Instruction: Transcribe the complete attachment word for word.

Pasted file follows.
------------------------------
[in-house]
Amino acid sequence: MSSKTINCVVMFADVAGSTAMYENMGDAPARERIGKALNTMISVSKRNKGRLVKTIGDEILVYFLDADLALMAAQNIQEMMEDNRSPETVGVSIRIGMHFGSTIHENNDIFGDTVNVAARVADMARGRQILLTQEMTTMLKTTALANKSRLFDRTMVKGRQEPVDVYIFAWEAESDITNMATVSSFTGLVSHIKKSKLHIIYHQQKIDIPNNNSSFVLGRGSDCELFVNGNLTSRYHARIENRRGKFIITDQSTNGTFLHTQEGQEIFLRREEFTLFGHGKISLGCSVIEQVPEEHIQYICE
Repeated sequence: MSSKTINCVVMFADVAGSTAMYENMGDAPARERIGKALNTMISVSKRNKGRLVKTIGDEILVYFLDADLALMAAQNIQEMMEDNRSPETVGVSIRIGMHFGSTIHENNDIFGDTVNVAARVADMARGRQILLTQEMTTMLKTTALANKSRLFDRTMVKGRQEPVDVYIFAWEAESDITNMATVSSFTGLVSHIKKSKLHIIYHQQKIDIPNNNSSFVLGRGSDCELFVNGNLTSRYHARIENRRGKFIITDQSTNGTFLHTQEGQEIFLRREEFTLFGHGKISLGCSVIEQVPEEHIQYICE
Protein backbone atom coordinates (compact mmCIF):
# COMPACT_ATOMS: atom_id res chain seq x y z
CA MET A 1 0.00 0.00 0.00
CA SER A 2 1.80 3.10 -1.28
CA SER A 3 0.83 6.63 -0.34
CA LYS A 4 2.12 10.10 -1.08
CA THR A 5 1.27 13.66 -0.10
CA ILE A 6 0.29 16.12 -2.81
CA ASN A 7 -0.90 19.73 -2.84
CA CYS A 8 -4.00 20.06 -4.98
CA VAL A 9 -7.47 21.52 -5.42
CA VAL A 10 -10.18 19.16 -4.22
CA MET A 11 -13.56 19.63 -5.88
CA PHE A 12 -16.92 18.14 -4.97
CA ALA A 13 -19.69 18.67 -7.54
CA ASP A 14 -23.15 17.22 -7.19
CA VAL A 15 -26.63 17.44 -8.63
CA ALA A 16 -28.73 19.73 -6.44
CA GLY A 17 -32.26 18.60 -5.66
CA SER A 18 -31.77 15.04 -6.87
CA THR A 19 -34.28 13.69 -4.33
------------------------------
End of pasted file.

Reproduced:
[in-house]
Amino acid sequence: MSSKTINCVVMFADVAGSTAMYENMGDAPARERIGKALNTMISVSKRNKGRLVKTIGDEILVYFLDADLALMAAQNIQEMMEDNRSPETVGVSIRIGMHFGSTIHENNDIFGDTVNVAARVADMARGRQILLTQEMTTMLKTTALANKSRLFDRTMVKGRQEPVDVYIFAWEAESDITNMATVSSFTGLVSHIKKSKLHIIYHQQKIDIPNNNSSFVLGRGSDCELFVNGNLTSRYHARIENRRGKFIITDQSTNGTFLHTQEGQEIFLRREEFTLFGHGKISLGCSVIEQVPEEHIQYICE
Repeated sequence: MSSKTINCVVMFADVAGSTAMYENMGDAPARERIGKALNTMISVSKRNKGRLVKTIGDEILVYFLDADLALMAAQNIQEMMEDNRSPETVGVSIRIGMHFGSTIHENNDIFGDTVNVAARVADMARGRQILLTQEMTTMLKTTALANKSRLFDRTMVKGRQEPVDVYIFAWEAESDITNMATVSSFTGLVSHIKKSKLHIIYHQQKIDIPNNNSSFVLGRGSDCELFVNGNLTSRYHARIENRRGKFIITDQSTNGTFLHTQEGQEIFLRREEFTLFGHGKISLGCSVIEQVPEEHIQYICE
Protein backbone atom coordinates (compact mmCIF):
# COMPACT_ATOMS: atom_id res chain seq x y z
CA MET A 1 0.00 0.00 0.00
CA SER A 2 1.80 3.10 -1.28
CA SER A 3 0.83 6.63 -0.34
CA LYS A 4 2.12 10.10 -1.08
CA THR A 5 1.27 13.66 -0.10
CA ILE A 6 0.29 16.12 -2.81
CA ASN A 7 -0.90 19.73 -2.84
CA CYS A 8 -4.00 20.06 -4.98
CA VAL A 9 -7.47 21.52 -5.42
CA VAL A 10 -10.18 19.16 -4.22
CA MET A 11 -13.56 19.63 -5.88
CA PHE A 12 -16.92 18.14 -4.97
CA ALA A 13 -19.69 18.67 -7.54
CA ASP A 14 -23.15 17.22 -7.19
CA VAL A 15 -26.63 17.44 -8.63
CA ALA A 16 -28.73 19.73 -6.44
CA GLY A 17 -32.26 18.60 -5.66
CA SER A 18 -31.77 15.04 -6.87
CA THR A 19 -34.28 13.69 -4.33